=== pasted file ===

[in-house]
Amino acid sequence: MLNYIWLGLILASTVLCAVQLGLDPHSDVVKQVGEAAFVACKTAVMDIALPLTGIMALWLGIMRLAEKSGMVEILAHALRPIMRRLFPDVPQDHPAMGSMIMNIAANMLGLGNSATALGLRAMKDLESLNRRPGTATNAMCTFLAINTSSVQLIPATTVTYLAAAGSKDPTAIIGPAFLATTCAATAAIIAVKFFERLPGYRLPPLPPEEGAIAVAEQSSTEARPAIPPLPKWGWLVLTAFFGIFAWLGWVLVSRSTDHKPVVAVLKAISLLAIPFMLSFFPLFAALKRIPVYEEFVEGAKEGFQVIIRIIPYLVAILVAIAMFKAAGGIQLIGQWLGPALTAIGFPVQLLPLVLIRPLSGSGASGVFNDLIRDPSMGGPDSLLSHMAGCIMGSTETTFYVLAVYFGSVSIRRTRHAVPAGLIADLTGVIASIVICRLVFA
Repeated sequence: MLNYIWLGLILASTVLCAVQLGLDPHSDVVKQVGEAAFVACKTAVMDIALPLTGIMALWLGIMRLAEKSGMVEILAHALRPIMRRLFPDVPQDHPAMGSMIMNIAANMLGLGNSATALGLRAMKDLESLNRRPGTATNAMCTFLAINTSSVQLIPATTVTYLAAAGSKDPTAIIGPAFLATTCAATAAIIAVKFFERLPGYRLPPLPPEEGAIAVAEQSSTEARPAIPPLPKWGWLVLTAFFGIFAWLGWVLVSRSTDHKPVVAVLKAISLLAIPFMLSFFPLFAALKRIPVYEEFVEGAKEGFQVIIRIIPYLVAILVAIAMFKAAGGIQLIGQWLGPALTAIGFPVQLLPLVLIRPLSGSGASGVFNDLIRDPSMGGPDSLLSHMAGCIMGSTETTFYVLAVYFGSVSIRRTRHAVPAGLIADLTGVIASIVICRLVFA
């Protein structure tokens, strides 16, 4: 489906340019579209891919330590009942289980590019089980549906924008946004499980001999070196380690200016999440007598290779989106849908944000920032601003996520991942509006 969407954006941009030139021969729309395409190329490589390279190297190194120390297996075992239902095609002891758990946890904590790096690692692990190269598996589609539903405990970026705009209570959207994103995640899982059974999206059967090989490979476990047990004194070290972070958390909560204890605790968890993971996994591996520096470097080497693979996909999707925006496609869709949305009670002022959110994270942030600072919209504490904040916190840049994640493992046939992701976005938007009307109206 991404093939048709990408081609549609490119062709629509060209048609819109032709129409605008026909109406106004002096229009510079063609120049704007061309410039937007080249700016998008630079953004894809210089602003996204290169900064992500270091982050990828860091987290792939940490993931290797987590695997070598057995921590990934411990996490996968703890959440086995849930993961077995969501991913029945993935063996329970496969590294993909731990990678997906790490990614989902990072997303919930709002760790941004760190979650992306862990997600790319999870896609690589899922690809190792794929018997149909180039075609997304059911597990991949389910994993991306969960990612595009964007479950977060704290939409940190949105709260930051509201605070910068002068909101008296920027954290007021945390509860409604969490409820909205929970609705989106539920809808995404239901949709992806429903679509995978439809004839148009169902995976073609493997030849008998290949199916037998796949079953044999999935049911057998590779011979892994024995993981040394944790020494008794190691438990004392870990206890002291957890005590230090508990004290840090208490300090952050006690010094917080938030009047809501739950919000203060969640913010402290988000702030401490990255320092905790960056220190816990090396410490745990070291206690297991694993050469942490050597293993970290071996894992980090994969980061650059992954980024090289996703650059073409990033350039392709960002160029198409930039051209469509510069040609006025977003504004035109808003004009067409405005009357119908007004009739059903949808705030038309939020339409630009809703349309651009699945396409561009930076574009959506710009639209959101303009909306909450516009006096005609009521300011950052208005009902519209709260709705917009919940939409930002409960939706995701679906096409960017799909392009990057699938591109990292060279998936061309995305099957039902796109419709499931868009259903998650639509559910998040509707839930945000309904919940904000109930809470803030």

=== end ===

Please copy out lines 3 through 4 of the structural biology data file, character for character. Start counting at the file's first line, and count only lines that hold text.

Repeated sequence: MLNYIWLGLILASTVLCAVQLGLDPHSDVVKQVGEAAFVACKTAVMDIALPLTGIMALWLGIMRLAEKSGMVEILAHALRPIMRRLFPDVPQDHPAMGSMIMNIAANMLGLGNSATALGLRAMKDLESLNRRPGTATNAMCTFLAINTSSVQLIPATTVTYLAAAGSKDPTAIIGPAFLATTCAATAAIIAVKFFERLPGYRLPPLPPEEGAIAVAEQSSTEARPAIPPLPKWGWLVLTAFFGIFAWLGWVLVSRSTDHKPVVAVLKAISLLAIPFMLSFFPLFAALKRIPVYEEFVEGAKEGFQVIIRIIPYLVAILVAIAMFKAAGGIQLIGQWLGPALTAIGFPVQLLPLVLIRPLSGSGASGVFNDLIRDPSMGGPDSLLSHMAGCIMGSTETTFYVLAVYFGSVSIRRTRHAVPAGLIADLTGVIASIVICRLVFA
């Protein structure tokens, strides 16, 4: 489906340019579209891919330590009942289980590019089980549906924008946004499980001999070196380690200016999440007598290779989106849908944000920032601003996520991942509006 969407954006941009030139021969729309395409190329490589390279190297190194120390297996075992239902095609002891758990946890904590790096690692692990190269598996589609539903405990970026705009209570959207994103995640899982059974999206059967090989490979476990047990004194070290972070958390909560204890605790968890993971996994591996520096470097080497693979996909999707925006496609869709949305009670002022959110994270942030600072919209504490904040916190840049994640493992046939992701976005938007009307109206 991404093939048709990408081609549609490119062709629509060209048609819109032709129409605008026909109406106004002096229009510079063609120049704007061309410039937007080249700016998008630079953004894809210089602003996204290169900064992500270091982050990828860091987290792939940490993931290797987590695997070598057995921590990934411990996490996968703890959440086995849930993961077995969501991913029945993935063996329970496969590294993909731990990678997906790490990614989902990072997303919930709002760790941004760190979650992306862990997600790319999870896609690589899922690809190792794929018997149909180039075609997304059911597990991949389910994993991306969960990612595009964007479950977060704290939409940190949105709260930051509201605070910068002068909101008296920027954290007021945390509860409604969490409820909205929970609705989106539920809808995404239901949709992806429903679509995978439809004839148009169902995976073609493997030849008998290949199916037998796949079953044999999935049911057998590779011979892994024995993981040394944790020494008794190691438990004392870990206890002291957890005590230090508990004290840090208490300090952050006690010094917080938030009047809501739950919000203060969640913010402290988000702030401490990255320092905790960056220190816990090396410490745990070291206690297991694993050469942490050597293993970290071996894992980090994969980061650059992954980024090289996703650059073409990033350039392709960002160029198409930039051209469509510069040609006025977003504004035109808003004009067409405005009357119908007004009739059903949808705030038309939020339409630009809703349309651009699945396409561009930076574009959506710009639209959101303009909306909450516009006096005609009521300011950052208005009902519209709260709705917009919940939409930002409960939706995701679906096409960017799909392009990057699938591109990292060279998936061309995305099957039902796109419709499931868009259903998650639509559910998040509707839930945000309904919940904000109930809470803030």